Vowel sandhi

Vowel sandhi, which is called svara-sandhi or ac-saṃdhiḥ in Sanskrit, is the name for sandhi changes between two adjacent vowels. Here is a simple example of vowel sandhi:

  • सीता उदकम् इच्छति → सीतोदकम् इच्छति
    sītā udakam icchati → sītodakam icchati
    Sita drinks water.

Vowel sandhi is easier to understand if we know Sanskrit's vowels well. As a reminder, there are two main groups of Sanskrit vowels:

  • simple vowels (samānākṣarāṇi, “uniform vowels”), which are the following: a, ā, i, ī, u, ū, , , and .

  • compound vowels (saṃdhyakṣarāṇi, “joined vowels”), which are the following: e, ai, o, and au.

Similar vowels

Two simple vowels that use the same point of pronunciation are called similar. If the two vowels are similar, they combine and become long:

  • सीता अश्वम् इच्छति → सीताश्वम् इच्छति
    sītā aśvam icchati → sītāśvam icchati
    Sita wants a horse.

  • शबरी इषुम् इच्छति → शबरीषुम् इच्छति
    śabarī iṣum icchati → śabarīṣum icchati
    Shabari wants an arrow.

Dissimilar vowels

If the two vowels are not similar, one of three things happens.

First: if the first vowel is simple and not a or ā, it becomes a semivowel:

  • शबरी अश्वम् इच्छति → शबर्य् अश्वम् इच्छति
    śabarī aśvam icchati → śabary aśvam icchati
    Shabari wants a horse.

  • शबरी उदकम् इच्छति → शबर्य् उदकम् इच्छति
    śabarī udakam icchati → śabary udakam icchati
    Shabari wants water.

Second: if the first vowel is a or ā, the two vowels combine and become a compound vowel:

  • सीता उदकम् इच्छति → सीतोदकम् इच्छति
    sītā udakam icchati → sītodakam icchati
    Sita wants water.

But if the second vowel can't make a compound vowel — that is, if the second vowel is , , or — then the second vowel becomes a semivowel:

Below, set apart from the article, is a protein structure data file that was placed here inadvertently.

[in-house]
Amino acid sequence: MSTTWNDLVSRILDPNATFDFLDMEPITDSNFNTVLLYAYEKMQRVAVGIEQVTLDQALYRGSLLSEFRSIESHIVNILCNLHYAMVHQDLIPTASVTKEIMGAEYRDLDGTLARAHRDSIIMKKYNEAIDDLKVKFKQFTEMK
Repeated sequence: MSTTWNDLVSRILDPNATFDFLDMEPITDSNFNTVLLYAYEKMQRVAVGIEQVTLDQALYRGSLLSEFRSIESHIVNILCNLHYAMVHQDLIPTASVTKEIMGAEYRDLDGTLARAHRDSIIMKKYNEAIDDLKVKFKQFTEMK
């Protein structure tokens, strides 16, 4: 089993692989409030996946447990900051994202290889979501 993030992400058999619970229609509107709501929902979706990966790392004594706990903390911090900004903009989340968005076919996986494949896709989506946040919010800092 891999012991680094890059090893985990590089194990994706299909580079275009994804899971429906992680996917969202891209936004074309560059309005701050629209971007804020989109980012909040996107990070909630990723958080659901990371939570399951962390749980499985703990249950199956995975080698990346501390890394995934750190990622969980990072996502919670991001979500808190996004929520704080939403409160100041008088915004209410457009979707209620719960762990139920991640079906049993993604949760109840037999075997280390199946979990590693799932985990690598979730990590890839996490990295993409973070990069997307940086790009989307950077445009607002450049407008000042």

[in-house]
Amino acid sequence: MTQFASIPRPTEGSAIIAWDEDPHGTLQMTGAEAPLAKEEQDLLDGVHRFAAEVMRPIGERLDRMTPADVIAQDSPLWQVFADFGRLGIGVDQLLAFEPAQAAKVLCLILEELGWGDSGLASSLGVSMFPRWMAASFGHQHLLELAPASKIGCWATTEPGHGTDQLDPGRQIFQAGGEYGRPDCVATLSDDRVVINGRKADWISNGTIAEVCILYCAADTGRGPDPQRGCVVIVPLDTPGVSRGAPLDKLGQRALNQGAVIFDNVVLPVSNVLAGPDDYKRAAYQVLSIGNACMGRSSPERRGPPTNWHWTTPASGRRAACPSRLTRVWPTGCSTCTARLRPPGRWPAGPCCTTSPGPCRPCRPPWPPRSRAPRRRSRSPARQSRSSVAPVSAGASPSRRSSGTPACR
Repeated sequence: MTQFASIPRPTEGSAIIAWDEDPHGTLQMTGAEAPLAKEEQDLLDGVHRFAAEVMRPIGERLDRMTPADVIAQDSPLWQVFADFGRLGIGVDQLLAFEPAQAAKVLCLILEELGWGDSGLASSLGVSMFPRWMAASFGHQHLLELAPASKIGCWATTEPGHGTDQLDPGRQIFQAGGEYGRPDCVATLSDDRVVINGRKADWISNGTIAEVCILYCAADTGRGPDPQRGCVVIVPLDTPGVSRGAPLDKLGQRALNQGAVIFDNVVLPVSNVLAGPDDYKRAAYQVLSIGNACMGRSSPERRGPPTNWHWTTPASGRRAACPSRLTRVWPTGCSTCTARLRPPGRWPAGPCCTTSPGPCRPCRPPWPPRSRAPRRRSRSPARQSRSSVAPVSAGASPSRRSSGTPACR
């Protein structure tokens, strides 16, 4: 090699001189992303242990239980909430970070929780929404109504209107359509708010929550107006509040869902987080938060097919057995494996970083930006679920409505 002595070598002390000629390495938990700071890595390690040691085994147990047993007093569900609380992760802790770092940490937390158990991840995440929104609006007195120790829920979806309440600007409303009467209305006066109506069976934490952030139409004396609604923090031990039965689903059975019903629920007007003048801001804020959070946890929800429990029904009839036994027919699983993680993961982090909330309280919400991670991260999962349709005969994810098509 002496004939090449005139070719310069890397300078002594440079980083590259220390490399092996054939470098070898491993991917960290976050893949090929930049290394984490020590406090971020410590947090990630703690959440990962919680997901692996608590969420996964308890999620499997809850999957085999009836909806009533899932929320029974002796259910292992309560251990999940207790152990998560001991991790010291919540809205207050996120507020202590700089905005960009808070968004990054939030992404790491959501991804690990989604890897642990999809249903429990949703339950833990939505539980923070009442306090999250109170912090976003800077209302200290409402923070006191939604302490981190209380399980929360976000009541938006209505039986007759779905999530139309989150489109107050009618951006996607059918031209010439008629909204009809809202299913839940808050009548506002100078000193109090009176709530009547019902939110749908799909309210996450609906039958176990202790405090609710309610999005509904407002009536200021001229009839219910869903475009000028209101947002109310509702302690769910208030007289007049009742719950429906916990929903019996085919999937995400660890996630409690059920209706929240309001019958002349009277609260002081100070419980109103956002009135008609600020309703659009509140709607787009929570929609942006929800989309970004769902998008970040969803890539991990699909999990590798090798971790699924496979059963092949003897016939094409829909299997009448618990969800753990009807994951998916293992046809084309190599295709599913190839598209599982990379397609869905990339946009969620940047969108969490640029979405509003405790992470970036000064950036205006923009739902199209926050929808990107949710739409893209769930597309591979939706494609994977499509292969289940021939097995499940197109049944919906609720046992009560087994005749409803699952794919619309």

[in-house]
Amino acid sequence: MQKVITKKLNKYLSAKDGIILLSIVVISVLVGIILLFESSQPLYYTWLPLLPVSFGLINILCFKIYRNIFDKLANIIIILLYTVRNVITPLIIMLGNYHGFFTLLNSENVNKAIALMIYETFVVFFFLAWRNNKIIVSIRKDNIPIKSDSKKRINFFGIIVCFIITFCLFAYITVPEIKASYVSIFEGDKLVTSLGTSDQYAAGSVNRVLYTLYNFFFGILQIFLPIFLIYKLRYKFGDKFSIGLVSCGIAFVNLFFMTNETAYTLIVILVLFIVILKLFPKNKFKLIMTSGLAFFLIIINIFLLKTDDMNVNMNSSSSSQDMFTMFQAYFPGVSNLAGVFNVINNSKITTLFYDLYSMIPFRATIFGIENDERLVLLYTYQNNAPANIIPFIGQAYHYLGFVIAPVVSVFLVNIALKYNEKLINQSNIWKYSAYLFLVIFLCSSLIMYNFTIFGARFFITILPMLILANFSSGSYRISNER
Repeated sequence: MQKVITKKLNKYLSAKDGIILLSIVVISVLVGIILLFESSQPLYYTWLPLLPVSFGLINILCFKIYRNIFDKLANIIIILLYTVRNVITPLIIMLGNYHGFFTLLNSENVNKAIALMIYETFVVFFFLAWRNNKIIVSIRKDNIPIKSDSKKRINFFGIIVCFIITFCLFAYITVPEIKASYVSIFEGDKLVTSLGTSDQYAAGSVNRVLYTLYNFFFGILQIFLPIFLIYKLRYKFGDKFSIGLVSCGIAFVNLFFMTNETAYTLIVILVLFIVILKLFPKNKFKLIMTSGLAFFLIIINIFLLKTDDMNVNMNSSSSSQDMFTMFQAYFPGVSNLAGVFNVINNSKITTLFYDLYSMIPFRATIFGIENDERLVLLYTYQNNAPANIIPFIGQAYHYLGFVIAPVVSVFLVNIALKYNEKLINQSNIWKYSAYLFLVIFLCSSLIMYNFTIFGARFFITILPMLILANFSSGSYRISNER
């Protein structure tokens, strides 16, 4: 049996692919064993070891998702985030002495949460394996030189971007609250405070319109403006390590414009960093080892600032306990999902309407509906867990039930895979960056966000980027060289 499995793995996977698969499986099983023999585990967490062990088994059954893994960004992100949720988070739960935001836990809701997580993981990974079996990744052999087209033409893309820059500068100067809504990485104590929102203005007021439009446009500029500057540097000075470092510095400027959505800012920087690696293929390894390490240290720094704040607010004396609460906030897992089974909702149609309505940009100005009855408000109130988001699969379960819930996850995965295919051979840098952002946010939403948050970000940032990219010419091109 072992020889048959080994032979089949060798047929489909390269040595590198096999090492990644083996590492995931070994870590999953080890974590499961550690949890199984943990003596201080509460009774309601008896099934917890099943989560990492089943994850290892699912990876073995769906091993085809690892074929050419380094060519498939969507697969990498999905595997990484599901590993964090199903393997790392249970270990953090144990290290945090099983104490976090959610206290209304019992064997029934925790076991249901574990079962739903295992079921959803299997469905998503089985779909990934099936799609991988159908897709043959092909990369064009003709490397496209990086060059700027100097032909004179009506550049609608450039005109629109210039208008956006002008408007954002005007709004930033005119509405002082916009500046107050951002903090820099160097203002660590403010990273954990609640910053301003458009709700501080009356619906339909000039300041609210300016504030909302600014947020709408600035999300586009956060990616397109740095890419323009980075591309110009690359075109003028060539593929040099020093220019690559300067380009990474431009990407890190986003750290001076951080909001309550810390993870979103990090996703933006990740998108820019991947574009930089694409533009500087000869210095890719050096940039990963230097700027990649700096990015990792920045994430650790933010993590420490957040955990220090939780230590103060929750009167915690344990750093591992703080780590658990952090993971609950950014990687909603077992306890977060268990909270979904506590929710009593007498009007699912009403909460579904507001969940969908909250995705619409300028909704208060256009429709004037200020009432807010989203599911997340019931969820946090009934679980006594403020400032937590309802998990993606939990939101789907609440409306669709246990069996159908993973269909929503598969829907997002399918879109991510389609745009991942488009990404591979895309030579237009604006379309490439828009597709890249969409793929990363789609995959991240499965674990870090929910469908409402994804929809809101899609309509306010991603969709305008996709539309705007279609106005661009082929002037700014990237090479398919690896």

• सीता ऋषिम् पश्यति → सीतर्षिं पश्यति
    sītā ṛṣim paśyati → sītarṣiṃ paśyati
    Sita sees a rishi.

Third: if the first vowel is a compound vowel (e, ai, o, au), it becomes ay, āy, av, or āv, respectively:

  • ने + अ + न्ति → नयन्ति
    ne + a + nti → nayanti
    They lead.

  • भो + अ + न्ति → भवन्ति
    bho + a + nti → bhavanti
    They become.

Most of vowel sandhi is addressed by these rules. With a few more specific rules, we will have a nearly complete picture of vowel sandhi in Sanskrit.

e at the end of a word

At the end of a word, -e makes some extra changes. If the second vowel is a, then -e doesn't change. Instead, the a disappears:

  • ते अश्वम् इच्छन्ति। → ते ऽश्वम् इच्छन्ति।
    te aśvam icchanti. → te 'śvam icchanti.
    They want a horse.

This change is similar to what happens in the combination aḥ + a. a disappears often in Sanskrit:

  • रामः अश्वम् इच्छति। → रामो ऽश्वम् इच्छति।
    rāmaḥ aśvam icchati. → rāmo 'śvam icchati.
    Rama wants a horse.

In front of other vowels, -e becomes -a. The idea is that -e first becomes -ay, as we saw above. Then the y sound is dropped:

  • ते आम्रम् इच्छन्ति। → त आम्रम् इच्छन्ति।
    te āmram icchanti. → ta āmram icchanti.
    They want a mango.

  • ते उदकम् इच्छन्ति। → त उदकम् इच्छन्ति।
    te udakam icchanti. → ta udakam icchanti.
    They want water.

In the example of ta āmram icchanti, notice that ta ends with a vowel and āmram begins with a vowel. Does vowel sandhi happen again? No. ta and āmram do not combine further. And likewise, ta and udakam do not combine further.

Sandhi exemption

The vowels , and -e, when they refer to exactly two items, are never changed by sandhi:

  • अग्नी अपश्यम्
    agnī apaśyam
    I saw the two fires.

  • रामो बाहू उद्यच्छति
    rāmo bāhū udyacchati
    Rama raises his two arms.

  • तौ लभेते अश्वान्
    tau labhete aśvān
    The two of them obtain horses.

Verb prefixes

If a verb prefix ends with a or ā and the root starts with , the two combine to form ār:

  • उप + ऋच्छति → उपार्च्छति
    upa + ṛcchati → upārcchati
    (Someone) approaches.


There are many small details to vowel sandhi. But this lesson is a complete summary of its most common patterns. We do not recommend memorizing the rules above. But it is important to recognize them so that you can determine where one word ends and another begins.

As you read more Sanskrit, you will eventually understand vowel sandhi instinctively. But if you would like to practice, you can try applying the correct sandhi changes to the examples below:

  • सीता एव पृच्छति।
    sītā eva pṛcchati.
    Sita herself asks.

  • अश्वाः फलानि इच्छन्ति।
    aśvāḥ phalāni icchanti.
    The horses wants the fruits.

  • नरौ नगराणि आगच्छतः।
    narau nagarāṇi āgacchataḥ.
    Two men come to the city.